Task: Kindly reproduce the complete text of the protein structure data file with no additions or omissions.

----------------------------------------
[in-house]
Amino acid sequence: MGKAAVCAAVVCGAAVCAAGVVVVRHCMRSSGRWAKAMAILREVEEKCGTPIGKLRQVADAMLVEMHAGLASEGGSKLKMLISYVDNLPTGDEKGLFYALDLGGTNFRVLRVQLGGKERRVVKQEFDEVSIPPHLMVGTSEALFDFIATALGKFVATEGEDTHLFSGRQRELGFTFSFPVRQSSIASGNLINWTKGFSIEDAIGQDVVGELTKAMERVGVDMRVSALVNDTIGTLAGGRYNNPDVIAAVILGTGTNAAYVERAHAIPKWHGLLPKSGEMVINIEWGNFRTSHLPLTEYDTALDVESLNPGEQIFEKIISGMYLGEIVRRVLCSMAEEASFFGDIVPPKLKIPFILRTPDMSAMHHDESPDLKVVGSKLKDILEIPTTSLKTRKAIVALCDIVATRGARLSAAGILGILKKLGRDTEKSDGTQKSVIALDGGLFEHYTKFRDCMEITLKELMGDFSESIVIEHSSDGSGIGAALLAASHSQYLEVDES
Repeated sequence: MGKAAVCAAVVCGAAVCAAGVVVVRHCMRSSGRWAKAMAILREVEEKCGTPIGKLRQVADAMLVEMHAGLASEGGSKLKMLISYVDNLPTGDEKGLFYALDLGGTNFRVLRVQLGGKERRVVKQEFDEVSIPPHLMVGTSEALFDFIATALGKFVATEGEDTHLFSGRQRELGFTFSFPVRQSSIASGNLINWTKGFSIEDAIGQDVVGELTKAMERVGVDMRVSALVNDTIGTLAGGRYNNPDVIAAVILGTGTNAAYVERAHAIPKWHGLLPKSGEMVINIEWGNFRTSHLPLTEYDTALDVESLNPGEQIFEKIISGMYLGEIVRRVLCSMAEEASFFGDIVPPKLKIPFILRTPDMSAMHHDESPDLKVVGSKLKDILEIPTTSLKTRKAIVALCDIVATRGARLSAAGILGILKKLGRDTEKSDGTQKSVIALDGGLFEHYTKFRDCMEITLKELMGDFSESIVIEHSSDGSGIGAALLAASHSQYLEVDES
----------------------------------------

[in-house]
Amino acid sequence: MGKAAVCAAVVCGAAVCAAGVVVVRHCMRSSGRWAKAMAILREVEEKCGTPIGKLRQVADAMLVEMHAGLASEGGSKLKMLISYVDNLPTGDEKGLFYALDLGGTNFRVLRVQLGGKERRVVKQEFDEVSIPPHLMVGTSEALFDFIATALGKFVATEGEDTHLFSGRQRELGFTFSFPVRQSSIASGNLINWTKGFSIEDAIGQDVVGELTKAMERVGVDMRVSALVNDTIGTLAGGRYNNPDVIAAVILGTGTNAAYVERAHAIPKWHGLLPKSGEMVINIEWGNFRTSHLPLTEYDTALDVESLNPGEQIFEKIISGMYLGEIVRRVLCSMAEEASFFGDIVPPKLKIPFILRTPDMSAMHHDESPDLKVVGSKLKDILEIPTTSLKTRKAIVALCDIVATRGARLSAAGILGILKKLGRDTEKSDGTQKSVIALDGGLFEHYTKFRDCMEITLKELMGDFSESIVIEHSSDGSGIGAALLAASHSQYLEVDES
Repeated sequence: MGKAAVCAAVVCGAAVCAAGVVVVRHCMRSSGRWAKAMAILREVEEKCGTPIGKLRQVADAMLVEMHAGLASEGGSKLKMLISYVDNLPTGDEKGLFYALDLGGTNFRVLRVQLGGKERRVVKQEFDEVSIPPHLMVGTSEALFDFIATALGKFVATEGEDTHLFSGRQRELGFTFSFPVRQSSIASGNLINWTKGFSIEDAIGQDVVGELTKAMERVGVDMRVSALVNDTIGTLAGGRYNNPDVIAAVILGTGTNAAYVERAHAIPKWHGLLPKSGEMVINIEWGNFRTSHLPLTEYDTALDVESLNPGEQIFEKIISGMYLGEIVRRVLCSMAEEASFFGDIVPPKLKIPFILRTPDMSAMHHDESPDLKVVGSKLKDILEIPTTSLKTRKAIVALCDIVATRGARLSAAGILGILKKLGRDTEKSDGTQKSVIALDGGLFEHYTKFRDCMEITLKELMGDFSESIVIEHSSDGSGIGAALLAASHSQYLEVDES